Vintage Gear Curator
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New England
Minor leg surgery delayed my trip. Itchy route same as mine in a week or two. Taos first for mountainbike rental then going same roads then back to Ouray passes. She is 4 months delayed from posting....her snow might be like snow I find September 1. LOL Going for it. 50 degree bag and 0 degree bag brought for camping. 2 month delayed and stoked to go. I lived in Lander, Wy in 1982 and managed Radio Shack store there so hope to get there, then Dubois and Jackson then South.

@Snowfan , I was thinking about your delay and hope you get to and over all your planed 'passes'. September is firmly back in the 'snow anytime' window especially above 8k'.

What is your new expected departure day???
 

Snowfan

aka Eric Nelson
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Amarillo, Texas
@Snowfan , I was thinking about your delay and hope you get to and over all your planed 'passes'. September is firmly back in the 'snow anytime' window especially above 8k'.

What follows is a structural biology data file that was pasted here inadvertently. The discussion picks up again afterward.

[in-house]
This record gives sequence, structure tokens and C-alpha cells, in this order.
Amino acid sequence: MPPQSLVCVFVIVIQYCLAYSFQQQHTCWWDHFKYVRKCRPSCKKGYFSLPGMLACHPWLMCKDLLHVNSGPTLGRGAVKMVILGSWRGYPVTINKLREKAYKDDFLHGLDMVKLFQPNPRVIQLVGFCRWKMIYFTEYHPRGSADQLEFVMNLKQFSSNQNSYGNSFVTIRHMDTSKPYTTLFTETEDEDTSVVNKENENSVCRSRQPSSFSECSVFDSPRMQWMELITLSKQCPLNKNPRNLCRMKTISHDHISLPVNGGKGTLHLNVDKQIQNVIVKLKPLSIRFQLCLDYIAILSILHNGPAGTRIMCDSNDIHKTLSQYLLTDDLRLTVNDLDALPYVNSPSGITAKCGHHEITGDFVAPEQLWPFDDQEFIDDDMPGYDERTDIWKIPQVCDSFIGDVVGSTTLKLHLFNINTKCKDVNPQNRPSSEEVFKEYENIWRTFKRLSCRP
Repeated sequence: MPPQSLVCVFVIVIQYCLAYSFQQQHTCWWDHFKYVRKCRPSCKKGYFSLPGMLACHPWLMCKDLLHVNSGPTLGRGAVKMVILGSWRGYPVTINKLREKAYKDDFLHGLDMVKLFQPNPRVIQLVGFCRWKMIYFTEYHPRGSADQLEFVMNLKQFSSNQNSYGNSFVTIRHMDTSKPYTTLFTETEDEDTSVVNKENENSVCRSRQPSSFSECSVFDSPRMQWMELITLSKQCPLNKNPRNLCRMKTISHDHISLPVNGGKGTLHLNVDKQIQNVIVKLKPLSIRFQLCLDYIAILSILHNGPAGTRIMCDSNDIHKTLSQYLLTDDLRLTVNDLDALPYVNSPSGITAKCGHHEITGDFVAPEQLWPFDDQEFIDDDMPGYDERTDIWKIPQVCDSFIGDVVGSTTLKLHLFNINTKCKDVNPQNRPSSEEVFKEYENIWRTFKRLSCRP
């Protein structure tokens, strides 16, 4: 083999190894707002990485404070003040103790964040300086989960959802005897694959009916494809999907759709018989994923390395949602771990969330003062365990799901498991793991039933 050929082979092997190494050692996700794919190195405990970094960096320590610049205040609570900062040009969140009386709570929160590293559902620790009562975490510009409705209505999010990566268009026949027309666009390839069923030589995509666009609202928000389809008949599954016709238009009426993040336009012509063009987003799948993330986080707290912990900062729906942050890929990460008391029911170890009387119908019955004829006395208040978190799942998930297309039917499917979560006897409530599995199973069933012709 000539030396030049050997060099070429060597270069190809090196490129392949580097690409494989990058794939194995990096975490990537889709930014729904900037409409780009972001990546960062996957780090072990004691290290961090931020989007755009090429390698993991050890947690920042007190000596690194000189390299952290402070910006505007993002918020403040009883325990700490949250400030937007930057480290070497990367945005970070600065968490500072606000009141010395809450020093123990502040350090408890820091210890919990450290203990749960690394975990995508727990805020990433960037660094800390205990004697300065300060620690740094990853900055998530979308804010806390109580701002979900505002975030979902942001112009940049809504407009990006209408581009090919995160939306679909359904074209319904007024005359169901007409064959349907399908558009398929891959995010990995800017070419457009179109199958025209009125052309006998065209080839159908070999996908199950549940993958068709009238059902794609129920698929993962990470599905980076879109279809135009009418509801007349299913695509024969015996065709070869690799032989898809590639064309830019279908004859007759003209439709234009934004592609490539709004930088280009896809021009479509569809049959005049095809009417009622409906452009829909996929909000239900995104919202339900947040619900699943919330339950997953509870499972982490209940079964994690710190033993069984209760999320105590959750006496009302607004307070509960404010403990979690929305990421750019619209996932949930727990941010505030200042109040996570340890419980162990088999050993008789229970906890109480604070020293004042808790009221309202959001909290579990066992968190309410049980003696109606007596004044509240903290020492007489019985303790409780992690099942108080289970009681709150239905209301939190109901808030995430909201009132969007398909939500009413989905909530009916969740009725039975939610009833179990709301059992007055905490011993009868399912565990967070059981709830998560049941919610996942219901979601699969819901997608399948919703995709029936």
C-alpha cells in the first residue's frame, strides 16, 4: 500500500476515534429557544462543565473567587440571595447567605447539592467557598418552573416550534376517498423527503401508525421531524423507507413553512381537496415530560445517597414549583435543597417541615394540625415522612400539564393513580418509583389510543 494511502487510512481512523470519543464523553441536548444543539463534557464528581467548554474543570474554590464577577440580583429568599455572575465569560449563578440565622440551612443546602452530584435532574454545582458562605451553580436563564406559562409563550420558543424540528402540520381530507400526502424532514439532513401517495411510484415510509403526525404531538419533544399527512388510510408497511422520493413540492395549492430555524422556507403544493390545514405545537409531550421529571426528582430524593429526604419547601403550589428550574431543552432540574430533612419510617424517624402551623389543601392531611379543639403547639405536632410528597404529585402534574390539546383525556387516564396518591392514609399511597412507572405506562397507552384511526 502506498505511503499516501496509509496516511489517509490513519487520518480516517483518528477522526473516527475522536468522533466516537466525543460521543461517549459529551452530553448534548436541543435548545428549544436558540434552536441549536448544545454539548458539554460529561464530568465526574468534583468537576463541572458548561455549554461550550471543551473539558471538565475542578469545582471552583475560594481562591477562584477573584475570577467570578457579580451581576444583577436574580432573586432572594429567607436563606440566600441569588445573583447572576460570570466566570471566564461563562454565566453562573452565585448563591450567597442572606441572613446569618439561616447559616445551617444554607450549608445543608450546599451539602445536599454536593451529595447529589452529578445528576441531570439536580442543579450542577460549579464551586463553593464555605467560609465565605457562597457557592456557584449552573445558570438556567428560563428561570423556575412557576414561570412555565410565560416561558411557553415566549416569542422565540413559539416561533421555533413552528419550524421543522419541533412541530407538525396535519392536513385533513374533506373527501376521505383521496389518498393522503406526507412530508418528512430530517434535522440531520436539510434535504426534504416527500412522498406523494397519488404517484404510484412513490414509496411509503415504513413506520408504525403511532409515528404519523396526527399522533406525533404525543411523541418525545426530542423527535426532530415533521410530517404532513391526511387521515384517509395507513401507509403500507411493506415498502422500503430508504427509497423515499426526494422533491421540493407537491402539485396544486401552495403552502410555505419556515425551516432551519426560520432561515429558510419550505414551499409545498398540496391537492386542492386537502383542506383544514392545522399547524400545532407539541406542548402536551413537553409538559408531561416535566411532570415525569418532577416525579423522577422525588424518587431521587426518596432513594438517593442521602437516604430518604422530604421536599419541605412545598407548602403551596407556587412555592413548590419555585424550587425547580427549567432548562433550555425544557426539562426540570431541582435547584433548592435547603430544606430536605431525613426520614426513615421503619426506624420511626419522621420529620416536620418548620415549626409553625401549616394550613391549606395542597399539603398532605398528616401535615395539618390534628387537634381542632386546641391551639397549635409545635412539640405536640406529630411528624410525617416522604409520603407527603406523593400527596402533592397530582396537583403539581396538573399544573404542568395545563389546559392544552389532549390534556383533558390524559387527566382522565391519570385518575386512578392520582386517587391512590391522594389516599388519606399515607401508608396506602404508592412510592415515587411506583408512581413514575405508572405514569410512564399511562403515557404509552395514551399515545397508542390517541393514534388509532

What is your new expected departure day???

Hi Bill... :thumb: I hope to leave in 3 days. Trip will be shorter. Can't get to Yellowstone due to time issues here at home. I will go to Taos, then Durango through rural routes and check weather then keep going until ice or snow shuts me down.
 

Matt Merritt

Getting on the lift
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Joined
Feb 8, 2022
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77
Location
Mineral Wells TX
Oh, Snowfan, I'm hooked on Itchy Boots' travels. Might be up all night watching tonight. Can't wait to hear all about your great adventure. Maybe when you get back I can talk you into a Big Bend weekend before the snow flies. My own ride is a 2020 Ducati Hypermotard. Great fun and not a bad (on-pavement) adventure bike except that I start to sweat profusely when the trip odometer reads 95 miles with no gas station in sight...

Bike in attached pic isn't mine - mine is in a non-photogenic corner of the garage at the moment - but the main difference is that mine has a a small windscreen that prevents my helmet's face shield from pressing against my nose above 95 mph...

WGEMGRMZXJBKVAK4ZVHVZ73NZE-1791462788.jpg